## Thursday, February 25, 2010

### Vertical Motion

One of my favorite things to do with quadratics is work with the vertical motion model. The way I introduce this is to show something like this video:

or this one:

Note: I have downloaded the video files for offline use as YouTube is blocked in my district. I have also edited these videos so students do not know what the starting heights are.

A pretty good discussion usually ensues about how a falling object is accelerating as it approaches the ground. I'll ask students what information would they find interesting. Responses usually include but are not limited to:

1. How high was he when he jumped?
2. How fast was he going when he hit the water?
3. How long was he in the air?

The easiest to answer is "How long was he in the air?" simply because we can set a stop watch to the problem and figure it out.

From there we can use the vertical motion model to find out how crazy one must be to earn a world record high dive.

I find the toughest thing about teaching vertical motion is the fact that my students have a tough time recognizing the resulting parabola is not the actual path of the ball, but the graph of height vs. time.

I have found this applet to be an invaluable resource in teaching vertical motion.

I have been thinking for a while about adding a problem which includes a horizontal velocity to this unit, but really had no way to do it. Last year I threw this post of Dan's in front of my kids and they came up with this. The tough part about working with the horizontal velocity component is helping students realize that vertical and horizontal forces don't have an effect on each other. The best sources I have found in helping explain this concept are this (h/t Rhett Allain) and this.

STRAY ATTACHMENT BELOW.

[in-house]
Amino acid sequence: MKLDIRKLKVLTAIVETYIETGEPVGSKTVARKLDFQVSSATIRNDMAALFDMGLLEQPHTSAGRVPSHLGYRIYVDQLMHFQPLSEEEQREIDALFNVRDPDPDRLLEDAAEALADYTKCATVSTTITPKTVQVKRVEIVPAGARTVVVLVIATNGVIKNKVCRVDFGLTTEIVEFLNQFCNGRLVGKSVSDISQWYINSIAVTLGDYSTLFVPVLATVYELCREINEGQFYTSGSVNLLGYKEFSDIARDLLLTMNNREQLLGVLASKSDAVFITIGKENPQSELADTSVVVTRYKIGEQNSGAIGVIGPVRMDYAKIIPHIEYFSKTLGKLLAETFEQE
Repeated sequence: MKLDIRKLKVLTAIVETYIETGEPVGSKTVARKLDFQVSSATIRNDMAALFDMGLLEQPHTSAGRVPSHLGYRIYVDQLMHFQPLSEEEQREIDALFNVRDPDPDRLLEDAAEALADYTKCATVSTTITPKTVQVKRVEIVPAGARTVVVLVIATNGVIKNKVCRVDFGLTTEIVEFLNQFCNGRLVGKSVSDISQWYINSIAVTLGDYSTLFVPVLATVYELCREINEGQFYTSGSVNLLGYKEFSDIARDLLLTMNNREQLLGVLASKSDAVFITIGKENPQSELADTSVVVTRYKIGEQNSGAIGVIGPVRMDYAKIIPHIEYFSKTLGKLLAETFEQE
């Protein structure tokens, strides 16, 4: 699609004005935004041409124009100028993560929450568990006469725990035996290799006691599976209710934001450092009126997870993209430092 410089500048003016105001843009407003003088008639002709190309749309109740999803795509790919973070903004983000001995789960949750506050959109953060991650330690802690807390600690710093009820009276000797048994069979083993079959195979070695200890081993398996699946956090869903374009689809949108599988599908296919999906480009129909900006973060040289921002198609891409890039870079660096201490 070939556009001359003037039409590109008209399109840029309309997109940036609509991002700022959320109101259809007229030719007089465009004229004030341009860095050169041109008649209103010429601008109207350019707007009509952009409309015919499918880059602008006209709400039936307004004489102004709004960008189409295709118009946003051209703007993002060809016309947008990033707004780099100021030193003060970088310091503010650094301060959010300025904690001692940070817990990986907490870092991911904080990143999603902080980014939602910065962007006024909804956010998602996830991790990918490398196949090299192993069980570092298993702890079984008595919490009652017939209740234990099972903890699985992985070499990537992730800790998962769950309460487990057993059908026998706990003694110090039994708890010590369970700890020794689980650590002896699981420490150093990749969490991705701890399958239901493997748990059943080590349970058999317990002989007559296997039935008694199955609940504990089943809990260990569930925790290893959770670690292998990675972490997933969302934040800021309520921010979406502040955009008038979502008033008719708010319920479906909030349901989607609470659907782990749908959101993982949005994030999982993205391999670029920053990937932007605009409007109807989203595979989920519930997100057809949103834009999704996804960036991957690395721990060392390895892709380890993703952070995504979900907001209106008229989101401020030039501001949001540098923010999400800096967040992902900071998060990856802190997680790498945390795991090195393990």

However, recently I enlisted the help of Dr. Linda Fahlberg-Stojanovska to create a GeoGebra applet that would model a problem that involves vertical motion with horizontal velocity.

I really like this applet because of the iterative feature. I love that I now know how to get rid of the sliders so as to eliminate the cheat factor.

Student Response:
They LOVE the applets. When they can actually see that their calculations work out, they get pretty excited. I've had some students become interested in making their own which may turn into a pretty cool project.

For the kids who still have trouble understanding the independence between the horizontal and vertical components of this problem, I tried to appeal to their ELA sensibilities regarding point of view.

Tell the story from the vertical point of view.

Object is dropped from 's' starting height and falls for 't' seconds before hitting the ground.

Equation used: $y = -16t^{2}+s$

Tell the story from the horizontal point of view.

Object travels at 'r' miles per hour for 't' seconds before hitting the ground.

Equation used: D = rt